Decoding Watson - James Watson biographical timeline

Pioneering American geneticist and biologist Dr. James D. Watson holds a model of DNA (the structure of which he co-discovered) as he sits by a window beside a table on which sits another molecular model, Cambridge, Massachusetts, 1957. (Photo by Andreas Feininger/The LIFE Picture Collection/Getty Images)

 

  • April 6, 1928: James Watson is born in Chicago.
  • In 1943, James Watson enters the University of Chicago at age 15. He’s convinced he wants to study ornithology, but after reading Erwin Schrödinger’s book “What is Life,” he switches his focus to genetics. He graduates in 1947 with a B.S. in Zoology.
  • In 1950, James Watson completes his Ph.D. in Zoology at Indiana University. He then moves to Copenhagen, and spends a year studying viruses.
  • In May 1951, James Watson attends a symposium in Naples where he meets Maurice Wilkins, a British physicist who is working on DNA. Watson attends a talk by Wilkins, where he sees an x-ray image of DNA for the first time.
  • In September 1951, James Watson moves to Cambridge University and begins working in the Cavendish Laboratory under Max Perutz. He meets Francis Crick, with whom he forms an immediate bond. Over the next two years, they gather clues and build models to try and elucidate the structure of DNA, life’s building blocks.
  • February 28, 1953: James Watson and Francis Crick discover DNA’s structure, the double helix, made up of four chemical bases that unzip and replicate to form identical new strands of genetic material. Watson is only 25 years old. A key piece of data that lead to Watson and Crick’s discovery was one of X-ray crystallographer Rosalind Franklin’s photographs of DNA. Franklin’s colleague Maurice Wilkins showed Watson the photograph without her permission.
  • In 1956, James Watson accepts a position in the biology department at Harvard University, and creates a thriving molecular biology department. His influential textbook “Molecular Biology of the Gene” revolutionizes the writing style of future science textbooks.
  • April 16, 1958: Rosalind Franklin dies from cancer at the age of 37.
  • In 1961, James Watson becomes a full professor of the Harvard biology department. His former students describe him as a highly competitive, eccentric mentor. He remains on the faculty until 1976.
  • In 1962, James Watson, Francis Crick and Maurice Wilkins receive the Nobel Prize for Physiology or Medicine. Watson and Crick share the prize with Wilkins in recognition of his initial work on X-ray diffraction, as well as his follow-up work in verifying the double helix model they proposed. Rosalind Franklin does not receive a posthumous prize. Nobel Prize rules prohibit splitting prizes more than three ways.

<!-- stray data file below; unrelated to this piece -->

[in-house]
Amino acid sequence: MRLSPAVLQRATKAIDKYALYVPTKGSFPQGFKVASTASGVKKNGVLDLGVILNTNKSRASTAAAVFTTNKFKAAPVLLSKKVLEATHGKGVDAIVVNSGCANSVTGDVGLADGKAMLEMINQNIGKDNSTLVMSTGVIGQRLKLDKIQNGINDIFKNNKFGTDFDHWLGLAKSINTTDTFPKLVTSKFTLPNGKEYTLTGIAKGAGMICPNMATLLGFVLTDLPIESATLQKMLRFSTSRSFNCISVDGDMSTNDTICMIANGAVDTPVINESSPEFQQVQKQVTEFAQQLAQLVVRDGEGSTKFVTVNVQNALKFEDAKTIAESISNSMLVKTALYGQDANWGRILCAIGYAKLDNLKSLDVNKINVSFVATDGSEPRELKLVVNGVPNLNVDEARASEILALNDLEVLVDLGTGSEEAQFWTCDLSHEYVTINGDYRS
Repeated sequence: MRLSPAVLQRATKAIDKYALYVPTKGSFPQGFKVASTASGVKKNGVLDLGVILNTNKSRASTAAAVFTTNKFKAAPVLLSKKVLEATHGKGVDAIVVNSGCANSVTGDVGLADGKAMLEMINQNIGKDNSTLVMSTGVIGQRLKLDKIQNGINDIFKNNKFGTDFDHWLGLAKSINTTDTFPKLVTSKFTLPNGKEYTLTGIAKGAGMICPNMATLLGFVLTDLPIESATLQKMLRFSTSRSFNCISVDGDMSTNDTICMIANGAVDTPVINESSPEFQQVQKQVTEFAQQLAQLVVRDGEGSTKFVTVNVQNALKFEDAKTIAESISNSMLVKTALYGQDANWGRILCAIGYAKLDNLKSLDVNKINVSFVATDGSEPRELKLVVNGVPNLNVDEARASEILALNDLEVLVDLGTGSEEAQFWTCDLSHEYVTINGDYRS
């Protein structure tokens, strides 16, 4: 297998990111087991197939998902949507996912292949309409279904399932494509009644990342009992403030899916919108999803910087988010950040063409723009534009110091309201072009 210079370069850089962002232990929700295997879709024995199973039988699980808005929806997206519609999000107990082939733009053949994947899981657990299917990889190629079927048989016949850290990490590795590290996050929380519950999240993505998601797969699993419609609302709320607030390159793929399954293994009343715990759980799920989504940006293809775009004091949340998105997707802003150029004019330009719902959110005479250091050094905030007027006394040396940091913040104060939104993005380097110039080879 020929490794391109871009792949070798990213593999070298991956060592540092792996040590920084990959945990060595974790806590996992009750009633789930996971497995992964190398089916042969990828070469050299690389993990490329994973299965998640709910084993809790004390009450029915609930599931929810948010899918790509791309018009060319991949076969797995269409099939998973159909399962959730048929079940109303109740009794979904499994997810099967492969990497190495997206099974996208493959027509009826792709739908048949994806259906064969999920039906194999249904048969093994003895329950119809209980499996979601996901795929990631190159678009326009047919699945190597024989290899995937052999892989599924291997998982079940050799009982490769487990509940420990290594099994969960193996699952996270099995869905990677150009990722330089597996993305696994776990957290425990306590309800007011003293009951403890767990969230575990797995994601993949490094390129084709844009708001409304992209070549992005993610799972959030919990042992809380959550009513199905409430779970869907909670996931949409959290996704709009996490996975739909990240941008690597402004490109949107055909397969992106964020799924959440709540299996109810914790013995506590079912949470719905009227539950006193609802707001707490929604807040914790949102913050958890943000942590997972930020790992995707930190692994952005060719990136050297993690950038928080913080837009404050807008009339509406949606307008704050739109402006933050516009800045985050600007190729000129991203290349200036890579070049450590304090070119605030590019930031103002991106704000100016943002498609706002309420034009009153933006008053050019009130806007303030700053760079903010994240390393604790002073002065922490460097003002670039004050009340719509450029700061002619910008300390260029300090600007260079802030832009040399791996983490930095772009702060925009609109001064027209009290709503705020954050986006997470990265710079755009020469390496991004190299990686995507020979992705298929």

• February 1968: James Watson becomes director of the Cold Spring Harbor Laboratory in Long Island, New York. Under his leadership the lab becomes a world leader in cancer research.
  • March 1968: James Watson marries Elizabeth Lewis, a medical student working in his Harvard office. 2018 marks the couple’s 50th wedding anniversary. Their son Rufus is born in 1970; their son Duncan is born in 1972.
  • In 1977, James Watson receives the Presidential Medal of Freedom from President Gerald Ford.
  • May 1986: James Watson brings together the world’s leading geneticists to discuss the possibility of mapping the human genome. However, Watson misses the seminal meeting to be with his son Rufus, who is experiencing symptoms of psychosis related to his schizophrenia. Watson says his passion for the Human Genome Project was largely inspired by his family and need to understand the genetic basis of mental illness.
  • In 1989, the National Center for Human Genome Research (NCHGR) is established to carry out the National Institutes of Health’s (NIH) component of the Human Genome Project. James Watson is appointed as NCHGR’s first director.
  • In the early 1990s, James Watson gets into a public spat with his boss, Bernadine Healy, director of NIH. Healy is in favor of patenting genes. Watson is opposed to patenting genes, arguing that the information being generated by the Human Genome Project should belong to everyone.
  • In 1992, James Watson resigns as director of the National Center for Human Genome Research.
  • In 2003, the Human Genome Project is successfully completed, determining the sequence of billions of DNA fragments that are the recipe for humankind.
  • In June 2007, James Watson becomes the first person to have his genome fully sequenced for less than $1 million. He publishes the results online for free with the hope of encouraging future discoveries.
  • In October 2007, James Watson’s remarks about race and intelligence in The Sunday Times Magazine cause an international uproar. As a result, he is suspended as Chancellor of Cold Spring Harbor Laboratory.
  • In 2014, James Watson auctions his Nobel Prize for $4.1 million. It is purchased by Russian billionaire Alisher Usmanov who returns the medal to Watson.
  • April 6, 2018: James Watson celebrates his 90th birthday at Cold Spring Habor Laboratory, where he works as Chancellor Emeritus.